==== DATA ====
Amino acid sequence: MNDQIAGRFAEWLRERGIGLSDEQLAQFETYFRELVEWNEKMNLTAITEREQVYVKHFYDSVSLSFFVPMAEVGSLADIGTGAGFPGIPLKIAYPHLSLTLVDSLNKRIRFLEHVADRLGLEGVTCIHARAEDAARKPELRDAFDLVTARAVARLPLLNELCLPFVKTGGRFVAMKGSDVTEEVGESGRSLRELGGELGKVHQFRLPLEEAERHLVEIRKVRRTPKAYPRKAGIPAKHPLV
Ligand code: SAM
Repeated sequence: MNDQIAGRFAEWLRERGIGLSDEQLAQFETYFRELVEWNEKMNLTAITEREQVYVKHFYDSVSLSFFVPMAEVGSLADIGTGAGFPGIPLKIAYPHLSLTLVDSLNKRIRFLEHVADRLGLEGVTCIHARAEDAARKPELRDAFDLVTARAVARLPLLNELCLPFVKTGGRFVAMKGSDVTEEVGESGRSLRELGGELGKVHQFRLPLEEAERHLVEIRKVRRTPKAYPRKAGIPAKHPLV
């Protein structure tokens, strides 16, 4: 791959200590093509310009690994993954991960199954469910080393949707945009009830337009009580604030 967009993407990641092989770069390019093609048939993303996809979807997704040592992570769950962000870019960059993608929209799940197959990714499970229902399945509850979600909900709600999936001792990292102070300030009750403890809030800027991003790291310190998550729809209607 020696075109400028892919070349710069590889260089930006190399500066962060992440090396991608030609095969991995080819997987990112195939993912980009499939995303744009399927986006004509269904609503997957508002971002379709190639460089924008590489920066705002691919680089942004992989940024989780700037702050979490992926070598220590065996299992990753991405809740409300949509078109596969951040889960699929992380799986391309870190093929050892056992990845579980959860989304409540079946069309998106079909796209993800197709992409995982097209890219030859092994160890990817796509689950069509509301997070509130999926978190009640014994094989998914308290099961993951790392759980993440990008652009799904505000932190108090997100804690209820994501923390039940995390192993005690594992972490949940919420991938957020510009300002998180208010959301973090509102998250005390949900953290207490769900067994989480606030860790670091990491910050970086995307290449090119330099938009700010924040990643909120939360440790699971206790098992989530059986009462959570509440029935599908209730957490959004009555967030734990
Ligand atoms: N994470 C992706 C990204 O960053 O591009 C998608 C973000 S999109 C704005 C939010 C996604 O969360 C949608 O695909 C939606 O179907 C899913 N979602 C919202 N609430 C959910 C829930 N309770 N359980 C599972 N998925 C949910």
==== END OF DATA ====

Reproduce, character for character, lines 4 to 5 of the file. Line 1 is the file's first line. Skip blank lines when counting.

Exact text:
């Protein structure tokens, strides 16, 4: 791959200590093509310009690994993954991960199954469910080393949707945009009830337009009580604030 967009993407990641092989770069390019093609048939993303996809979807997704040592992570769950962000870019960059993608929209799940197959990714499970229902399945509850979600909900709600999936001792990292102070300030009750403890809030800027991003790291310190998550729809209607 020696075109400028892919070349710069590889260089930006190399500066962060992440090396991608030609095969991995080819997987990112195939993912980009499939995303744009399927986006004509269904609503997957508002971002379709190639460089924008590489920066705002691919680089942004992989940024989780700037702050979490992926070598220590065996299992990753991405809740409300949509078109596969951040889960699929992380799986391309870190093929050892056992990845579980959860989304409540079946069309998106079909796209993800197709992409995982097209890219030859092994160890990817796509689950069509509301997070509130999926978190009640014994094989998914308290099961993951790392759980993440990008652009799904505000932190108090997100804690209820994501923390039940995390192993005690594992972490949940919420991938957020510009300002998180208010959301973090509102998250005390949900953290207490769900067994989480606030860790670091990491910050970086995307290449090119330099938009700010924040990643909120939360440790699971206790098992989530059986009462959570509440029935599908209730957490959004009555967030734990
Ligand atoms: N994470 C992706 C990204 O960053 O591009 C998608 C973000 S999109 C704005 C939010 C996604 O969360 C949608 O695909 C939606 O179907 C899913 N979602 C919202 N609430 C959910 C829930 N309770 N359980 C599972 N998925 C949910």